The effect of the move is calculated:
(l2) • (d22) / (d12) = (l1)(10,000) • (1.252) / (12) = 15,600 lx.
We know the lux requirement is 10,000, so when the source is moved back to 1.25 m, we solve for l1, and calculate a requirement of 15,600 lx, an increase of 56 percent to maintain the original requirement. This change can now be managed by substituting a ringlight and diffuser for the DOAL (to add more light), increasing lamp intensity, changing the lamp or the source, or increasing the number of sources used.
Figure 5. The line profile shows large discrepancies in uniformity at pixel locations A and B.
If the lighting system employs the use of a focusing lens, the inverse square law becomes null and void as the lens will maintain a focused spot of roughly the same size. Intensity does diminish by the different in areas, which is insignificant for most small moves.
Conversions should only be used as a last resort, as nothing is more accurate than an actual measurement.
If light intensity is the facilitator of sight, then uniformity manages the quality of what is seen. In machine vision applications, uniformity helps control variables affecting analysis. A 100 percent uniform light source provides constant contrast values. Therefore, any recorded change in contrast (or color) indicates a variation of the product being inspected. As applied light sources deviate from perfection, more processing power is required to balance the inconsistency, slowing the process and increasing the likelihood of false positives.
For most vision applications, uniformity should be described in terms of light intensity uniformity (illuminance and luminance) and color uniformity.
When evaluating color in an application, the best illuminance source is a blackbody radiator which, when heated or when current is applied, gives off luminous energy in a constant and smooth wavelength distribution without voids or spikes in any particular wavelength. Objects presented to this energy will absorb or reflect wavelengths to present an accurately rendered facsimile to the receiver. There are times when monochromatic or narrowband wavelengths help improve visibility or contrast, so the information presented here assumes the application is evaluating color itself.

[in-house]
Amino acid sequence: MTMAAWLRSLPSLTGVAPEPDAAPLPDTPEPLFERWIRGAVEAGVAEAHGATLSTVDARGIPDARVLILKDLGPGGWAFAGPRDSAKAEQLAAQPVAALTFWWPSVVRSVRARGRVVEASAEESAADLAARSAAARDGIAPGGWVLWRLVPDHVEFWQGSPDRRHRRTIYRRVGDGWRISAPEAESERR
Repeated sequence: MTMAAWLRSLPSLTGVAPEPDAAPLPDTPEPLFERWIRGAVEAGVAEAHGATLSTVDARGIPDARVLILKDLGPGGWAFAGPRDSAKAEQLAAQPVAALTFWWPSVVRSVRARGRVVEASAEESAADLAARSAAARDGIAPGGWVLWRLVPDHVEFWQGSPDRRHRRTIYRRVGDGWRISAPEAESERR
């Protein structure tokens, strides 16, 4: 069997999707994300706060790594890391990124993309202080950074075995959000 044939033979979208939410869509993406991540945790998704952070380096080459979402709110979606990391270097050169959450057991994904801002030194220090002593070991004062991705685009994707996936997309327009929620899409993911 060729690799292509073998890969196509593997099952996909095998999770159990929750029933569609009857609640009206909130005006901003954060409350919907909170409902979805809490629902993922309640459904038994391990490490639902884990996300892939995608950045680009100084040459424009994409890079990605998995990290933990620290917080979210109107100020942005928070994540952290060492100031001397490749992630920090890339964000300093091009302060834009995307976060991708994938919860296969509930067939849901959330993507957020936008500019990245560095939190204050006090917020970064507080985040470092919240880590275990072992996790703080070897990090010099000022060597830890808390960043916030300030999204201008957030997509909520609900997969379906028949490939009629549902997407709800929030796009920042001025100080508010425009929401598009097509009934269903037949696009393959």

Figure 6. Know or specify source uniformity when transmitted lighting applications (backlight) are employed.
Not all light sources are blackbody radiators. LEDs, for instance, are generally monochromatic. White LEDs are actually doped blue LEDs. If the spectral response of a white LED is projected, three distinct wavelength peaks are evident. Therefore, lighting colored subjects with white LEDs may create undesirable lighting effects and an unnatural presentation. High-intensity discharge and fluorescent lighting are also nonblackbody radiators. Software may compensate for the color shift created when lighting with these types of sources, but it might be prudent to save processing horsepower for the main task of evaluating.
Other than a laser, no current technology produces light with totally uniform intensity. In the past, application designers were constantly specifying light output with a top hat distribution profile (Figure 2). Today, most engineers know light sources using a focusing reflector produce a Gaussian profile (Figure 3); intensity is greatest in the center of the focused area, reducing in power as the measurement is taken further from the center. Realizing that uniform illuminance contributes to a stable process, engineers commonly develop a uniformity specification to support the application.
Regardless of the source used when measuring illuminance uniformity for an application, two types of measurement are required: an average area uniformity of the field of interest, and a resolved or comparative uniformity within the field of interest. This specification is typically a measure of nonuniformity, so less is good, and zero is best.